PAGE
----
There is an old song called “The Ambulance Down in the Valley,” that tells the story of people who refuse to build a fence at the top of the cliff, preferring instead to cart away victims with an ambulance at the bottom. Any appeals for fence-building are met with scorn and accusations that the fence-builder doesn’t support the ambulance work. This song rings in my head sometimes as I rage meaninglessly against the soft, invincible wall of enablers. Building fences—notifying authorities, banning people from church membership and leadership, and pressing charges—are seen as messy and graceless, a waste of time and resources and a public shame to the predator, church and family. If leaders will not act, sadly, often the fences are not built. This is why predators typically have dozens or hundreds of victims instead of one or two. (Estimates based on prison interviews place the average at 50-150 victims before the predator is first reported.)

But always, in the midst of the frustration of this futility, I must remind myself that the majority of these enablers—these people who build the soft, unyielding wall preventing change and healing for both predators and victims—honestly mean to help. They think their response is loving.

Beautiful. The candle flame glows brightest in the blackest night. Gospel glory blazes most brilliant in contrast with deep darkness. And certainly, sexual abuse causes such darkness. The shame, betrayal and injustice scream a concoction of potent lies about the character of God. If God is my loving Father, why did He stand by and watch this happen? Why did He send this father, or pastor, or teacher into my life? If God is fair, why does He let predators get away with such things—even while their victims pray for Him to intervene? These are questions that must be answered to release victims from the iron grip of trauma.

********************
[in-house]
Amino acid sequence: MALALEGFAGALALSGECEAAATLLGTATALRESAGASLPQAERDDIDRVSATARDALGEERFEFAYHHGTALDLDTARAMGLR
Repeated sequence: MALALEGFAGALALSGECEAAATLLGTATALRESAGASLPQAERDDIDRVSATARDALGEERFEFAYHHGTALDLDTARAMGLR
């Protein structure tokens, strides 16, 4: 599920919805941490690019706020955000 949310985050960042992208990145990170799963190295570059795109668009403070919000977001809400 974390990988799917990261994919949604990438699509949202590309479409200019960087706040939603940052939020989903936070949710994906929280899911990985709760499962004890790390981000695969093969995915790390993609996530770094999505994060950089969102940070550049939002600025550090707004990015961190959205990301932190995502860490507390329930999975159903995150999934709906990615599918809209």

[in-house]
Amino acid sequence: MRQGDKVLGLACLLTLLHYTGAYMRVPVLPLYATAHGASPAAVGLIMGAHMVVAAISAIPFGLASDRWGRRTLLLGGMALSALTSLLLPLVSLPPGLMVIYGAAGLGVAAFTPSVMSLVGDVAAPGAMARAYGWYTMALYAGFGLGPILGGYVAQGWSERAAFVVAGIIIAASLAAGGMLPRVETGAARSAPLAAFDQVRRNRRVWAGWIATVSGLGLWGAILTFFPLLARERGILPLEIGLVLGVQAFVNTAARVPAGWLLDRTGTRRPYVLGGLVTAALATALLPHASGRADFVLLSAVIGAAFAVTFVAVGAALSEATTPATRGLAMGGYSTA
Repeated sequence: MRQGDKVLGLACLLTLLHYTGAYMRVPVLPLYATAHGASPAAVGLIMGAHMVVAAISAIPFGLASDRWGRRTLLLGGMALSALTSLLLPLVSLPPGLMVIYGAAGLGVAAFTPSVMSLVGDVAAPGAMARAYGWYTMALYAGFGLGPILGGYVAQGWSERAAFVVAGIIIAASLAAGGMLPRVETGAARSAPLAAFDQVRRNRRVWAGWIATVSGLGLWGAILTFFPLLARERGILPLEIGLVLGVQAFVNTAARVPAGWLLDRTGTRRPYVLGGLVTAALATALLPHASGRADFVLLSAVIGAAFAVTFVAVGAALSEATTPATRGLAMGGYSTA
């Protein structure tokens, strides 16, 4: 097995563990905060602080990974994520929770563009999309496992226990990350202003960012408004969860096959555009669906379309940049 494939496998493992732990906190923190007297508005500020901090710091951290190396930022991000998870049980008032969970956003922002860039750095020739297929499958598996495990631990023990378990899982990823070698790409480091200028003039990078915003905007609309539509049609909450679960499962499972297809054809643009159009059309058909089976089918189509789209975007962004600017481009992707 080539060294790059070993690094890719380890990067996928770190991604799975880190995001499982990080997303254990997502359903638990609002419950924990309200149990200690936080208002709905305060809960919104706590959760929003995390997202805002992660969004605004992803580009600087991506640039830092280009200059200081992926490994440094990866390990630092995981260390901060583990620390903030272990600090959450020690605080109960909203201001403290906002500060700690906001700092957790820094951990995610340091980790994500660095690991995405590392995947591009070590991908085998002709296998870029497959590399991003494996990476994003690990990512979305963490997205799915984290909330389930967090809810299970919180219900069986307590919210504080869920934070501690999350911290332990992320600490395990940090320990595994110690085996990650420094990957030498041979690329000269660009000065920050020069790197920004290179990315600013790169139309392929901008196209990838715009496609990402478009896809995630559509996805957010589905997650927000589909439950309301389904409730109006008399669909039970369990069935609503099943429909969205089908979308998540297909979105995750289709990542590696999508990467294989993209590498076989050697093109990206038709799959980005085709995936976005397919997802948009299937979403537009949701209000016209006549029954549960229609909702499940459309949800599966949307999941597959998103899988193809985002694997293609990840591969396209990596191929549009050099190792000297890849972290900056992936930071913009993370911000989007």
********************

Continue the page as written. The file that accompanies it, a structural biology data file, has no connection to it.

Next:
To believe that God is still good in the face of such powerful evidences that He may not be requires victims to become heroes and heroines of faith. As they reach up to grasp the hand of God, and experience His grip in the midst of their fear, anxiety, depression and despair, life is transformed. Unbelief collapses in cowardice before invincible faith. The dungeon becomes a palace, and those who were once the prisoners of Satan throw off his chains with savage joy. They become emissaries of rare conviction, warriors with the wisdom to blend justice and mercy in a rainbow displaying the character of God in daily life. They have tasted and seen that God is good, and no evidence on earth can convince them otherwise. Lighting such candles—the flames of faith forever vanquishing doubts about whether God can be trusted—is a rare and precious privilege, worth every ounce of heartache. This is the work of the Gospel—the work of binding up the brokenhearted and proclaiming deliverance to the captives.

Why do I choose this agonizing, often futile ministry? Because, especially in light of the epidemic of porn and resulting sexual abuse, I have no choice—it is where the gospel must meet life. Because often those who most need missionaries are suffering silently in the pews of our churches, unable to grasp the love of God without answers to hard questions. Because love cannot sit by and watch such suffering without responding in compassion. Because if the Gospel works at all, it must bring light to the darkest corners of our hearts.

For relevant information on how to protect children from sexual abusers, and how to handle sexual abuse reports, I recommend “Seducers Among Our Children” by Patrick Crough.

One Response

  1. Joelle says:

    You’re right — if the gospel doesn’t work here, then it just doesn’t work. So thank you for your willingness to enter into this unique and necessary gospel work, Nicole. I appreciate the glimpse into your experience, and I am very much looking forward to the next post about how to help.